Estes Park Archives Program Saturday, October 17

Estes Park souvenirs, such as this stereo-view of Griff Evans' ranch, were mass produced for sale to tourists beginning in the 1870s. W.G. Chamberlain and Estes Park Archives

By the 1870s, Estes Park had finally come into its own as a tourist destination in Colorado territory, aided by the completion of the transcontinental railroad in 1869 and the Kansas Pacific's arrival in Denver in 1870. From that point forward, Estes began to build not only a national reputation as a "health spa,” but with the publication of Isabella Bird's book in 1879 (preceded by mentions of Estes Park by the Fourth Earl of Dunraven in his book on Yellowstone in 1876), a mountain resort sought out by international travelers.

Because the ground covered by Isabella Bird and the Fourth Earl of Dunraven is well trod, the Estes Park Archives will continue its series on 19th century Estes this Saturday, October 17, with a look at some of the more obscure or forgotten 1870s mentions of Estes Park in national and international publications, beginning with a photographic trip to Estes Park by Joseph Collier in 1873, continuing with letters sent back home by the Fourth Earl's traveling companion, Dr. George Kingsley, published as "Notes on Sport and Travel" and concluding with a completely forgotten diary of a trip to Estes Park in 1876 by an anonymous author writing to a now-obscure fashion magazine (Demorest's Illustrated Monthly) dedicated primarily to printed sewing patterns.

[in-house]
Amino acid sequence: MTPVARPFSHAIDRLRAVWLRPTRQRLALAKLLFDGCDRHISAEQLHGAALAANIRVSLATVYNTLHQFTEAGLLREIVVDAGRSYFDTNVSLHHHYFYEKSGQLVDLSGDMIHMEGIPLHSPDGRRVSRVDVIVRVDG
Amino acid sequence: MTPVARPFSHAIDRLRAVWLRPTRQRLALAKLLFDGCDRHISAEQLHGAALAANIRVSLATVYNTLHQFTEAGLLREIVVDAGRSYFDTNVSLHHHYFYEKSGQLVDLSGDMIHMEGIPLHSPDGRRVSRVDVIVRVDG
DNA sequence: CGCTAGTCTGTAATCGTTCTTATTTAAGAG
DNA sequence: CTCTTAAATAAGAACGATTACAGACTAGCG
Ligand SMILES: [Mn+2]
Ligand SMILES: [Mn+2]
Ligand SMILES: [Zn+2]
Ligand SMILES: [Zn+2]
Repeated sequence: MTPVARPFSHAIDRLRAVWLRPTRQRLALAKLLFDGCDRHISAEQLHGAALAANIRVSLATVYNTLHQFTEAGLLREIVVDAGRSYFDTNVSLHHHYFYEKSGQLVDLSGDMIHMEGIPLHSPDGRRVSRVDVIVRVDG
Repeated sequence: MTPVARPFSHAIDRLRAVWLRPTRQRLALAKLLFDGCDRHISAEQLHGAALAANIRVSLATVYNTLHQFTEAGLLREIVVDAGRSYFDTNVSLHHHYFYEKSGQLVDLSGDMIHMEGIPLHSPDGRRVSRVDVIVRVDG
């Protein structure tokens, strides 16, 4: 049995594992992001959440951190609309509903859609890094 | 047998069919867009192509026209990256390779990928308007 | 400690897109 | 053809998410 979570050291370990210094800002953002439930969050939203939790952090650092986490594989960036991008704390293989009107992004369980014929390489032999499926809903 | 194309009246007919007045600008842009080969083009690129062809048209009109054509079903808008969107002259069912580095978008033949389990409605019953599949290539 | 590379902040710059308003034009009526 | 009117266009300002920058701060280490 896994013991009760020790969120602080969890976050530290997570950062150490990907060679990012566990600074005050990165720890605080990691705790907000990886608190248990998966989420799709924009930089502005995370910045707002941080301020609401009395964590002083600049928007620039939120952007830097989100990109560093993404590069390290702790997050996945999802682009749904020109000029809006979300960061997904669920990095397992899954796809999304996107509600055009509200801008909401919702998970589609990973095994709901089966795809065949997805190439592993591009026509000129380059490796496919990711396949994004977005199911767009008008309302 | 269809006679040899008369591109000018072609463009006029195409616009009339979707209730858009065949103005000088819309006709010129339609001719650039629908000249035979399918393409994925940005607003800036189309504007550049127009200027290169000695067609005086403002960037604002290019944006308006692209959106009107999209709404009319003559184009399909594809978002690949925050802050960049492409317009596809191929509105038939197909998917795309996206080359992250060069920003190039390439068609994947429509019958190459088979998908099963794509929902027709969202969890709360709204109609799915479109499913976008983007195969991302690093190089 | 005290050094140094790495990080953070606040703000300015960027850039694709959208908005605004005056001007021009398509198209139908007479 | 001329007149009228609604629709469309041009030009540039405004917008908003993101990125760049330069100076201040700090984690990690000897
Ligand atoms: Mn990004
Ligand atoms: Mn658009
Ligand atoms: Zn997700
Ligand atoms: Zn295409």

The pandemic-modified format still applies, with attendance restricted to four or fewer related family members spread out around a long conference table wearing masks. Programs repeat every half-hour between 1:00 p.m. and 6:00 p.m. in the meeting space at 240 Moraine Avenue. All are welcome, everything, including parking, is free, and neither membership nor reservations are required to attend. Call 586-4889 for more information.

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